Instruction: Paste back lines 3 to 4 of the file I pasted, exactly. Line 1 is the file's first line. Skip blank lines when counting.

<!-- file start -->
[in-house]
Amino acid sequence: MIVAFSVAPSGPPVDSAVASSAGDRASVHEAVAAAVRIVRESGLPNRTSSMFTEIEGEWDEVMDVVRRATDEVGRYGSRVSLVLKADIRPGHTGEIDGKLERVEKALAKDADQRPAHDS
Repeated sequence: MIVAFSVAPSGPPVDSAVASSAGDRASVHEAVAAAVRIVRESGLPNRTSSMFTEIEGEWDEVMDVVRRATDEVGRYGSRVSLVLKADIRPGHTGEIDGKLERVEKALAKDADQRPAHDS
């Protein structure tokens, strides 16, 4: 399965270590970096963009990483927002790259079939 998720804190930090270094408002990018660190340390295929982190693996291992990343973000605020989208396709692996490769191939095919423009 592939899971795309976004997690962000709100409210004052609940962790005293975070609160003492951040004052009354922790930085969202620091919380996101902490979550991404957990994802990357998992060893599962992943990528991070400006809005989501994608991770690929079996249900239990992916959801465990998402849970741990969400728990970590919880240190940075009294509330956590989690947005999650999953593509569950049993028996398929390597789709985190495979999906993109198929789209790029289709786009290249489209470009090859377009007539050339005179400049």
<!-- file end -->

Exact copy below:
Repeated sequence: MIVAFSVAPSGPPVDSAVASSAGDRASVHEAVAAAVRIVRESGLPNRTSSMFTEIEGEWDEVMDVVRRATDEVGRYGSRVSLVLKADIRPGHTGEIDGKLERVEKALAKDADQRPAHDS
């Protein structure tokens, strides 16, 4: 399965270590970096963009990483927002790259079939 998720804190930090270094408002990018660190340390295929982190693996291992990343973000605020989208396709692996490769191939095919423009 592939899971795309976004997690962000709100409210004052609940962790005293975070609160003492951040004052009354922790930085969202620091919380996101902490979550991404957990994802990357998992060893599962992943990528991070400006809005989501994608991770690929079996249900239990992916959801465990998402849970741990969400728990970590919880240190940075009294509330956590989690947005999650999953593509569950049993028996398929390597789709985190495979999906993109198929789209790029289709786009290249489209470009090859377009007539050339005179400049």